Frustration, Sadness, and Adjustment: My First 48 Hours in America


48 hours of being home after almost a year of living abroad has been enough to make me feel like a moody teenager all over again.

Home is a four lettered word that can shape shift depending on the lips of the person speaking it. To some, home might mean a place to sleep for the night, while to others home might be the house that they grew up in, and to others still home is not a literal house, but wherever their loved ones are. My home will always be Cape May, the small South Jersey town where I grew up.

While my definition of home has not changed this past year, my ability to adjust to ‘living at home’ definitely has. As always, I look forward to returning to my childhood town, where the sound of Laughing Gulls on the beach and churning bike pedals teleport me instantly to an earlier decade, yet the mood of this summer shimmers differently this year. 

I find new strain between these four walls of ‘home’ that were not previously present. First comes a much more noticeable need to be alone. After adventuring and living by myself, sharing my space with 3 other people, as much as I love them, is more difficult for me. My time alone, to sit and think and feel and relax, is something I have come to deeply value and appreciate these past few months.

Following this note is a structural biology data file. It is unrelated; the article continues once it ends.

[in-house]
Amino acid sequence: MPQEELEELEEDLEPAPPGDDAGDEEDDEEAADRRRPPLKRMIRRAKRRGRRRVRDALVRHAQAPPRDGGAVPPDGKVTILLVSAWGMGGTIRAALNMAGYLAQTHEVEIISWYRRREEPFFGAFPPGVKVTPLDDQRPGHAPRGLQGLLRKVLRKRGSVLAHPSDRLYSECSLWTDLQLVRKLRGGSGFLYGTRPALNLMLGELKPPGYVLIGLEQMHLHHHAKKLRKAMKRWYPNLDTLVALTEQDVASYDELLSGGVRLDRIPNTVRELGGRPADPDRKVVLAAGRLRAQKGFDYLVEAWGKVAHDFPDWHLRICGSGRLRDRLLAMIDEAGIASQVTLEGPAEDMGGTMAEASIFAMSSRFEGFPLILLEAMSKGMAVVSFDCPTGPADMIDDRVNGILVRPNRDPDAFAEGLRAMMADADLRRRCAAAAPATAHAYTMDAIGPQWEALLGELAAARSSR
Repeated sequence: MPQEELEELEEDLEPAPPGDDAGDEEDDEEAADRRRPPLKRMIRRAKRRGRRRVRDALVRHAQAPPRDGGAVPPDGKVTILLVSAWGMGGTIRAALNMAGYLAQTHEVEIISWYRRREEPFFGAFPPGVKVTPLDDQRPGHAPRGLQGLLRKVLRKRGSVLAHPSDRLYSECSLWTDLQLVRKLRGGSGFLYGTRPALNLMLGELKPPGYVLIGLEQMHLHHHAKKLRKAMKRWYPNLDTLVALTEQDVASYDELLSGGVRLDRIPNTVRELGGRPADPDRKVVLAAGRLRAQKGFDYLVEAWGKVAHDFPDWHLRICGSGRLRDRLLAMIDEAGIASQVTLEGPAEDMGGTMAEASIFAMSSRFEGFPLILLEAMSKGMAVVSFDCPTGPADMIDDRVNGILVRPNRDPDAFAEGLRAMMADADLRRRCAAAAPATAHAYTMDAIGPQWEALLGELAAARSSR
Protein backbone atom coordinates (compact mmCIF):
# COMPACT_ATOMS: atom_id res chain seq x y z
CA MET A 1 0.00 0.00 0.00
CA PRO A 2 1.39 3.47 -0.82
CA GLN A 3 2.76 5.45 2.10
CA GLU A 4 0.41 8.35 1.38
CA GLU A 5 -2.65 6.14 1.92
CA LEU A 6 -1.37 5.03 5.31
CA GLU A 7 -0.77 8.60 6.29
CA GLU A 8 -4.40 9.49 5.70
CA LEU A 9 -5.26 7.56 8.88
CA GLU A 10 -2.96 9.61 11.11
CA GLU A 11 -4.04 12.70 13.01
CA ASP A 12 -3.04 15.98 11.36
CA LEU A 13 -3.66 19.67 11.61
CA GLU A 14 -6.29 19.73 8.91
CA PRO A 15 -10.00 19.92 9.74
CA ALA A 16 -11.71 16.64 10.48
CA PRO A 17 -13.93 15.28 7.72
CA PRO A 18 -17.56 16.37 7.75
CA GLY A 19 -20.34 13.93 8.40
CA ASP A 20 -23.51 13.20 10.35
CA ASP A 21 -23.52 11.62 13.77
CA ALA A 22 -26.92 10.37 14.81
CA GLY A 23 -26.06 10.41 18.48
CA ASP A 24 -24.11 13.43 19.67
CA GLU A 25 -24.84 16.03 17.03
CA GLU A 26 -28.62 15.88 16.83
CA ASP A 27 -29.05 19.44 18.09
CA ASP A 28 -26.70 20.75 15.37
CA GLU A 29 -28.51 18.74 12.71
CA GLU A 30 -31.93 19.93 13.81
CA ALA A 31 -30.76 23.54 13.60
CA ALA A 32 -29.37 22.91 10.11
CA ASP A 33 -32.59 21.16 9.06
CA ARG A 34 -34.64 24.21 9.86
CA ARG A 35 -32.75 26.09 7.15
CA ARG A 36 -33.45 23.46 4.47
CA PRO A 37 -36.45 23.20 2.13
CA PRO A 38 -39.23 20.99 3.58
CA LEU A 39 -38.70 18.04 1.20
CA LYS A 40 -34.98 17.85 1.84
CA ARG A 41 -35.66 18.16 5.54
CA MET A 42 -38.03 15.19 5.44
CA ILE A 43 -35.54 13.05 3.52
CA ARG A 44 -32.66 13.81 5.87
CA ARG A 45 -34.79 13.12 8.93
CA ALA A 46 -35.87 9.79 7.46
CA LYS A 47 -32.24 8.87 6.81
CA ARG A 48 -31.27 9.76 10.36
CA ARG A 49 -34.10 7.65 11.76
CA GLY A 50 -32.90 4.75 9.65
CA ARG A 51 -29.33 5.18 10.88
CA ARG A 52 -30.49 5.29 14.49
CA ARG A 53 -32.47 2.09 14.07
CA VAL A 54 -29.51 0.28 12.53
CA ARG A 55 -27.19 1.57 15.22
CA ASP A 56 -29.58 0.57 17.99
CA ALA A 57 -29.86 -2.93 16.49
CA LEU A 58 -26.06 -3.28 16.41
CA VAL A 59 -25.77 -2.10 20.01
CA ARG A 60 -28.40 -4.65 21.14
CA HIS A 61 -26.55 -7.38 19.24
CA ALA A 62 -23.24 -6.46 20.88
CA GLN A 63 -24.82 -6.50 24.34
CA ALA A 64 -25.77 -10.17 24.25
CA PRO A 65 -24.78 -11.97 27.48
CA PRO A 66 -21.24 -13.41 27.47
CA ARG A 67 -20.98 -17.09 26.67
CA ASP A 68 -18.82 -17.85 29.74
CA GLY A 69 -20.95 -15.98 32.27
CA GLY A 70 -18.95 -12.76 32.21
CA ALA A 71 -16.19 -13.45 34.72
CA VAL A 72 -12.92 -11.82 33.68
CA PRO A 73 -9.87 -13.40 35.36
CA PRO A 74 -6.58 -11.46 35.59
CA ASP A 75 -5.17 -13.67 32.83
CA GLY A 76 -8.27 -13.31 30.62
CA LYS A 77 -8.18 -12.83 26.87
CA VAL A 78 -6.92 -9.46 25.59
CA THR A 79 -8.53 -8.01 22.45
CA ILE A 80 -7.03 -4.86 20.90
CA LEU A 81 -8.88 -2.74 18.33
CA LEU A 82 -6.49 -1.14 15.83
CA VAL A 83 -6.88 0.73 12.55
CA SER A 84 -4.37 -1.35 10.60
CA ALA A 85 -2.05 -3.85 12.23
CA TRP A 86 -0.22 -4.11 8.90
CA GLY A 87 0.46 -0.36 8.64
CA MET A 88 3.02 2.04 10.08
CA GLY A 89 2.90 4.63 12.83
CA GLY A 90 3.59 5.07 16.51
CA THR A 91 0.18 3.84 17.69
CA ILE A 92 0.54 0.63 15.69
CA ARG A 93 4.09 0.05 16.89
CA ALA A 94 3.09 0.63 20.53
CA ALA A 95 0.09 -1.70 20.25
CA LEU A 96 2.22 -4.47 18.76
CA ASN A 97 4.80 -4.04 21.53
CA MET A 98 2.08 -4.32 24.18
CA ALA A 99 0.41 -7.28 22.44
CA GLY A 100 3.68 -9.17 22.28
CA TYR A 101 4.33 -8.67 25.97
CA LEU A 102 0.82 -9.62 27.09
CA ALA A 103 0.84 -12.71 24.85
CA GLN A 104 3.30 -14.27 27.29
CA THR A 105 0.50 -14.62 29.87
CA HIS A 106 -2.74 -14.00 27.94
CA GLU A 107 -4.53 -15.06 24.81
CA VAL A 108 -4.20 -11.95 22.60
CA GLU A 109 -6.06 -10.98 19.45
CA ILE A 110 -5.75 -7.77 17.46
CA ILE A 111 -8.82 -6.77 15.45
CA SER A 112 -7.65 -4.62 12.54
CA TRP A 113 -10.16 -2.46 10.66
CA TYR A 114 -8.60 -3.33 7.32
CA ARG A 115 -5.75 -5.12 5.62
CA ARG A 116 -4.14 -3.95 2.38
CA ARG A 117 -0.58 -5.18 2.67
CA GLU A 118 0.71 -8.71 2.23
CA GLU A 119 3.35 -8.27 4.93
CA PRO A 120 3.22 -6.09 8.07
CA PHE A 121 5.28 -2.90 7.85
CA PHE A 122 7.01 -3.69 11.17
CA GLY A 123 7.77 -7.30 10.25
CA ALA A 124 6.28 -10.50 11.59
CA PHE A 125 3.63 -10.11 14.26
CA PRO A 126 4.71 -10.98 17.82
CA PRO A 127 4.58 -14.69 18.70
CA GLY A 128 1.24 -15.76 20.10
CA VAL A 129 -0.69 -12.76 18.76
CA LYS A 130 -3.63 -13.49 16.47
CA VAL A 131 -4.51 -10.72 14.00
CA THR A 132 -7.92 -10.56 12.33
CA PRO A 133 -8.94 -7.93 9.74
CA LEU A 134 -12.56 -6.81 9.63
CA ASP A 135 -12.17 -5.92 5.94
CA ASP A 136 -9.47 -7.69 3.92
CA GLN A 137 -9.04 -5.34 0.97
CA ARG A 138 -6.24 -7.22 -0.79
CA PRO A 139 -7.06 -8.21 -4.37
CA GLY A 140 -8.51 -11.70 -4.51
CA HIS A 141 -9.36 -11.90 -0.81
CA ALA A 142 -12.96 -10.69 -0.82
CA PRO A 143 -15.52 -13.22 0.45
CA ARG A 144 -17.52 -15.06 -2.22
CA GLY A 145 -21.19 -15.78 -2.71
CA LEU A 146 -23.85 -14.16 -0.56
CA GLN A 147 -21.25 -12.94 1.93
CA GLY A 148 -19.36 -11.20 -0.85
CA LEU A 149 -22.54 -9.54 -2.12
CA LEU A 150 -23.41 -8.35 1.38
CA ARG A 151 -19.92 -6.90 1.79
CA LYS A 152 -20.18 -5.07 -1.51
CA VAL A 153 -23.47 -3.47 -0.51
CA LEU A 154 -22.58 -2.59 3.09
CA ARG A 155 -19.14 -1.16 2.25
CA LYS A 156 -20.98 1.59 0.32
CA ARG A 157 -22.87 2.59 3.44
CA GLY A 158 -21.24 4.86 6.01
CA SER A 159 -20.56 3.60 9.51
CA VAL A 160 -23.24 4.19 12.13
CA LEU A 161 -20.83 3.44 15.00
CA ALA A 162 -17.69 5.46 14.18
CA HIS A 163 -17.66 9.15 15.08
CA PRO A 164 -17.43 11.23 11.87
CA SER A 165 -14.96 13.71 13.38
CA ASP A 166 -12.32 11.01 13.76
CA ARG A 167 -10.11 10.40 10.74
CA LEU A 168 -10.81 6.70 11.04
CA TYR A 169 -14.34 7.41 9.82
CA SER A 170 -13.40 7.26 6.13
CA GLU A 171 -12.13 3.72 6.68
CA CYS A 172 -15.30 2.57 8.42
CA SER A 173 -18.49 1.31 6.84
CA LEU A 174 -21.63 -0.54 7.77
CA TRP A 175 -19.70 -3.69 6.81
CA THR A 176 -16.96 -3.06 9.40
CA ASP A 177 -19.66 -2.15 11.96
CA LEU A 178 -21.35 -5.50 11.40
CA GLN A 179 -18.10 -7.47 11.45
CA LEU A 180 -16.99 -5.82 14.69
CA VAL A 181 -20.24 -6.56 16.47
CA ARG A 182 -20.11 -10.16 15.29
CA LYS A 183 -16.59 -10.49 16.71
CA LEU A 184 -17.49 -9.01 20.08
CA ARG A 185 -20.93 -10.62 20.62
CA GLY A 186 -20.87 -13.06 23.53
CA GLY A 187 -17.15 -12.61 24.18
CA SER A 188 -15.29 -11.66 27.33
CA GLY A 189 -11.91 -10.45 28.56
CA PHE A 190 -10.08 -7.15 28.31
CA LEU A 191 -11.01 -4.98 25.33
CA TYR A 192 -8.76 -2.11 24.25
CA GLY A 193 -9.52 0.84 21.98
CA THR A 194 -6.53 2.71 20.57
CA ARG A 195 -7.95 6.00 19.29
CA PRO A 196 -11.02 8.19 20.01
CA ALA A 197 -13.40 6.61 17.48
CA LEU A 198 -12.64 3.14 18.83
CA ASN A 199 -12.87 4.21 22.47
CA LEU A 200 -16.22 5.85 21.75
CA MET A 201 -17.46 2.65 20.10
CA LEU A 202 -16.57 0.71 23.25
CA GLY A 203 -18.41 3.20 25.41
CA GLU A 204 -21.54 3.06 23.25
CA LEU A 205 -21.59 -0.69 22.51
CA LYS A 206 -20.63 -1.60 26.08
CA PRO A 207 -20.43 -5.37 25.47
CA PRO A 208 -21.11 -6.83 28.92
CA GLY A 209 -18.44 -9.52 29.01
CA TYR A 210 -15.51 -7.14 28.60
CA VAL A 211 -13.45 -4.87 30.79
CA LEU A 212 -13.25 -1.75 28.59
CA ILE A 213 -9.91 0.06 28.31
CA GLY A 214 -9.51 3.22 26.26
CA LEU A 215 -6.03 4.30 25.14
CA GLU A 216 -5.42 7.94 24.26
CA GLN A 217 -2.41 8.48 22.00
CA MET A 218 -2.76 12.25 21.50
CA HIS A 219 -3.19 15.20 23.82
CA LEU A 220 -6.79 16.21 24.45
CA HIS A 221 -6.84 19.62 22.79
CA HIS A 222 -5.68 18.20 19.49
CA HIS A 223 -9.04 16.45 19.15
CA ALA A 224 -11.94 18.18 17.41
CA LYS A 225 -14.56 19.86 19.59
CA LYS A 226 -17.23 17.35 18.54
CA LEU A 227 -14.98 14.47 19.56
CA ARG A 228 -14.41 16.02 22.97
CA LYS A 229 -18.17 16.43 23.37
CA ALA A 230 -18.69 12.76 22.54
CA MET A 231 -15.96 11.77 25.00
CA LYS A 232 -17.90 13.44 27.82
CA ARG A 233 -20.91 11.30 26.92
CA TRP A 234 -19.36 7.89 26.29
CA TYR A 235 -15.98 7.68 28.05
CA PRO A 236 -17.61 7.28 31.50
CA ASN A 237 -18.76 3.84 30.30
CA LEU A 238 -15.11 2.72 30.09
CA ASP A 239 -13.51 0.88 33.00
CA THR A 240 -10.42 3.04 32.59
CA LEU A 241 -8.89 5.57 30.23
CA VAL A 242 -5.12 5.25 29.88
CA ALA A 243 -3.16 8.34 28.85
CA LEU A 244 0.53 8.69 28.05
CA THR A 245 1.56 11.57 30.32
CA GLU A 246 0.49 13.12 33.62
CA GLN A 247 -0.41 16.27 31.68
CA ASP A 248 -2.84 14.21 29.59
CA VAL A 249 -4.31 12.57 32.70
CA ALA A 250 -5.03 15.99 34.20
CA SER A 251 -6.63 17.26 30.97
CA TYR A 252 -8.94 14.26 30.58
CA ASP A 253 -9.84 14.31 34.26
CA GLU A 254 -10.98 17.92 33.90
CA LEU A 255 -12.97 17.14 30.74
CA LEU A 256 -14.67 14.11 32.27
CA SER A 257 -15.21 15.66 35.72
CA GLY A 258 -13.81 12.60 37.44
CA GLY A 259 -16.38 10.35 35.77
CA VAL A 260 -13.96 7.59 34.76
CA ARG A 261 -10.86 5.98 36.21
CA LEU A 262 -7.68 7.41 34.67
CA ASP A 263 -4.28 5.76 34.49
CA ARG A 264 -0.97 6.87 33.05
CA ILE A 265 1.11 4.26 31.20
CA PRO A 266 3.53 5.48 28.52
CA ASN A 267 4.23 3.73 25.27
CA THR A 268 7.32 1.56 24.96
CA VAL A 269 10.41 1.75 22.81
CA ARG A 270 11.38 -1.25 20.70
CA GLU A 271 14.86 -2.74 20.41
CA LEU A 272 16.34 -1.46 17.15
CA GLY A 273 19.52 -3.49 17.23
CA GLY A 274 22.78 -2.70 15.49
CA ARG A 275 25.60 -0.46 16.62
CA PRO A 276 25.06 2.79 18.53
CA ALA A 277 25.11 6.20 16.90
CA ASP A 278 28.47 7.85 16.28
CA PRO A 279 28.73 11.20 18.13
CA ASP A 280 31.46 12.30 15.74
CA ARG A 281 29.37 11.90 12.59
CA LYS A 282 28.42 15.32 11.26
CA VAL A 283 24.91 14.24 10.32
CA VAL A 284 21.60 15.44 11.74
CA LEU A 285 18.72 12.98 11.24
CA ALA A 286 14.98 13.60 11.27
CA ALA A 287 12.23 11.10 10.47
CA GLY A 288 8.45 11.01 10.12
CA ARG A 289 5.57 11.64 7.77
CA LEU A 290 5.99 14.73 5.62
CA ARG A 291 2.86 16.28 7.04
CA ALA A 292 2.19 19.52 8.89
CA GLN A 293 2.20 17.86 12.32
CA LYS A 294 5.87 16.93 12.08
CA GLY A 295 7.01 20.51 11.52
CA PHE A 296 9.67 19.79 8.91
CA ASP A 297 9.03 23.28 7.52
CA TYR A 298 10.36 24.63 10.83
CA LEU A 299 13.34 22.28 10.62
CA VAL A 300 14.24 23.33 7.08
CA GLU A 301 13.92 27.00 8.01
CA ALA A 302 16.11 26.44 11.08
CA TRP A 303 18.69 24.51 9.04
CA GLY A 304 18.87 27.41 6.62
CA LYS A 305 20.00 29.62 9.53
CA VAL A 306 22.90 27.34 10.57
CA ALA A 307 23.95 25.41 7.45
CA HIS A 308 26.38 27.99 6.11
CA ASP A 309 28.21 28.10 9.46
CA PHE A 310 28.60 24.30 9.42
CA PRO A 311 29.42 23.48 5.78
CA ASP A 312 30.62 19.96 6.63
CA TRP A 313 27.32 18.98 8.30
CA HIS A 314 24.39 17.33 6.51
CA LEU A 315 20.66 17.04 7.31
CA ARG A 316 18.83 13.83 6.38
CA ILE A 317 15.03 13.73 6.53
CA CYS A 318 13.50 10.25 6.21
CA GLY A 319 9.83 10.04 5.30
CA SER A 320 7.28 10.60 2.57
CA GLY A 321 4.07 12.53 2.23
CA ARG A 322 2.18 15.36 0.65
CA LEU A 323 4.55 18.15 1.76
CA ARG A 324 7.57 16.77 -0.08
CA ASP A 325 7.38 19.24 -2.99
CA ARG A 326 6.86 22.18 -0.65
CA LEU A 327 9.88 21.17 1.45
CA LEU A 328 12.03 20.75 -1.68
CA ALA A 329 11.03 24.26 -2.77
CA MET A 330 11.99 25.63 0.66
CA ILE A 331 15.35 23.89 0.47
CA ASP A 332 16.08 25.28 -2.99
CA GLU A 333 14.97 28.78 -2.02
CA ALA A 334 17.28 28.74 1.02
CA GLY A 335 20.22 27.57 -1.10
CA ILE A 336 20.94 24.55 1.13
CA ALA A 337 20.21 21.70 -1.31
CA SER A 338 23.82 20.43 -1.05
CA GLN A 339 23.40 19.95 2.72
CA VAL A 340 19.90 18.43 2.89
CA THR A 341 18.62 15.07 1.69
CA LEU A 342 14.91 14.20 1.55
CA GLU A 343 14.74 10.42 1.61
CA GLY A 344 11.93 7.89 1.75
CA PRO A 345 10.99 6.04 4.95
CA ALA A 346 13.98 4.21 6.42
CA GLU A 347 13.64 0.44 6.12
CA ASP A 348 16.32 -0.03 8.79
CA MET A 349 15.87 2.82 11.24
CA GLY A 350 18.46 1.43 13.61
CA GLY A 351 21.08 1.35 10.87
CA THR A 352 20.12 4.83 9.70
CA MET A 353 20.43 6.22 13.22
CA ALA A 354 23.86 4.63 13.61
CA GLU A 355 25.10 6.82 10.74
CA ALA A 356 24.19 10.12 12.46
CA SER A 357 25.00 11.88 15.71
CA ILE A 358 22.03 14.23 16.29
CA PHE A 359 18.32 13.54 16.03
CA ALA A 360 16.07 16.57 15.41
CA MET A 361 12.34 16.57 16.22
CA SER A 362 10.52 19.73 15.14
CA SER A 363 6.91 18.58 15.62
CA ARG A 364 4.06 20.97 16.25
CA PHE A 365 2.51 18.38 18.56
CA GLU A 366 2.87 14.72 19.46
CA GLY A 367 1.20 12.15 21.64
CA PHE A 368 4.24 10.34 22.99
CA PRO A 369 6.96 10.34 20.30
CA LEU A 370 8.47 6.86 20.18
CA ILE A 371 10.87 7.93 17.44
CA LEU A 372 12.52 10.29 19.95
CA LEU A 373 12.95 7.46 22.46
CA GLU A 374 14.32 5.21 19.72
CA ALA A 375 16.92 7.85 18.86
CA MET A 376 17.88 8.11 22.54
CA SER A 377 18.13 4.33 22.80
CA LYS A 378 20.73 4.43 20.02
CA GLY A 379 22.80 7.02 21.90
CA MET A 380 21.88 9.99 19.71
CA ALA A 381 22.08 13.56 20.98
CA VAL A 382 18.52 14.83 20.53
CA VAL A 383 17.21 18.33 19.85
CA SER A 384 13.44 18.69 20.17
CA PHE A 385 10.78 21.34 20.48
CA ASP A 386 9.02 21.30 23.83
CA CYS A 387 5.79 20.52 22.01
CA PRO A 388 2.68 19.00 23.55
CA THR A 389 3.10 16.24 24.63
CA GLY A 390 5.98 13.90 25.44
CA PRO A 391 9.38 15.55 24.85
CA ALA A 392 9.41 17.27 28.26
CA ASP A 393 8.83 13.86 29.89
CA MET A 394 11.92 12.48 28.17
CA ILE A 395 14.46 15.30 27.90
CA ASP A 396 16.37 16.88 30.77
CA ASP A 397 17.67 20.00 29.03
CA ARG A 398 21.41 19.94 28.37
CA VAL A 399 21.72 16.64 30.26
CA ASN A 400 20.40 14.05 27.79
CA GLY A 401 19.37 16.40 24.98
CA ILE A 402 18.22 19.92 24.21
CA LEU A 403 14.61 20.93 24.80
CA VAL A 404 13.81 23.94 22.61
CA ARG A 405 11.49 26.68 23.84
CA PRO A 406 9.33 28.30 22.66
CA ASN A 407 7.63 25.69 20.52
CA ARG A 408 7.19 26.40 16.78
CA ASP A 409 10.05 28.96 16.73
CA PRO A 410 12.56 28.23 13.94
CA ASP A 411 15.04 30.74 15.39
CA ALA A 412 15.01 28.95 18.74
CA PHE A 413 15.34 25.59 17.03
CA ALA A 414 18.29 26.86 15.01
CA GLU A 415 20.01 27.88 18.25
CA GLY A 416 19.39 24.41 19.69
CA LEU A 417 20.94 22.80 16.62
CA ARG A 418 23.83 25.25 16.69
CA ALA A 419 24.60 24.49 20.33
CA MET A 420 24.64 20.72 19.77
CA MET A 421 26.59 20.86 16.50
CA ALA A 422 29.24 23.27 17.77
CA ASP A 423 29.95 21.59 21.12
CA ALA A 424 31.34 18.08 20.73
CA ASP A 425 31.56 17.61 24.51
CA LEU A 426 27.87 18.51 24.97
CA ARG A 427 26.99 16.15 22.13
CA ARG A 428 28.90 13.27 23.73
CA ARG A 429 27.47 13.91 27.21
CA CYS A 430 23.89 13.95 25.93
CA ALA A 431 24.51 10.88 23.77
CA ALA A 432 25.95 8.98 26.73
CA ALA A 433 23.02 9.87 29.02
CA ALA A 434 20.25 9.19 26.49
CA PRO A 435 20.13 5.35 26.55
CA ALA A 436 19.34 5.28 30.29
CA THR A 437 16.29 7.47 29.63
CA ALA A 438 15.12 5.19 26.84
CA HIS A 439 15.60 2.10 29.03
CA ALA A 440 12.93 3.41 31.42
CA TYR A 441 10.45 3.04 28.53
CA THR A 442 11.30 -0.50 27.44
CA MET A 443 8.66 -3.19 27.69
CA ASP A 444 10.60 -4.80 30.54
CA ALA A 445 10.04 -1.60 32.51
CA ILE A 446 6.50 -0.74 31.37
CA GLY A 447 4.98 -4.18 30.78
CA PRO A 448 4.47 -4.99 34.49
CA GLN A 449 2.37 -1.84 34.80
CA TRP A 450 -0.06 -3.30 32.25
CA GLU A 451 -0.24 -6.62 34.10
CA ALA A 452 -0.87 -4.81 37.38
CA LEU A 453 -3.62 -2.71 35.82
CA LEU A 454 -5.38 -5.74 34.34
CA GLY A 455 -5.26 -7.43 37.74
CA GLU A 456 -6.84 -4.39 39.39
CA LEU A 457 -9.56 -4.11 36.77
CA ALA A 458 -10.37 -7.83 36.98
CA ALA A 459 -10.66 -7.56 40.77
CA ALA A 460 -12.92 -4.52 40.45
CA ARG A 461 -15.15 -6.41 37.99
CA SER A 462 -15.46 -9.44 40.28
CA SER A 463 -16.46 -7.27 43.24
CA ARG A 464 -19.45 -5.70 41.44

As I write this article, I am sitting in the predawn peace that is 5:30 in the morning, sprinklers spritzing grass and birds singing to wake up the rest of the world. In these moments I find balance and solitude. In these moments, I am thankful to be alone.

That’s not to say I don’t enjoy being around my family, it just means that my needs have changed. It’s overwhelming enough as it is to return home after living in a different country, let alone throwing a new house dynamic into the mix. It will definitely take some time to adjust.

For myself and others, I hope to remember that while the first few days are often the most difficult to transition, they are also often the most revealing about what we need and value. My personal struggles lie in not having enough time to myself and adjusting to a routine where there is none. I just have to remember that change always brings room for growth.

Home will always be home, even though how I react to it will continue to change. In these difficult moments I aspire to grow, remember, and remain appreciative of the place that has formed such a strong foundation of my character today.

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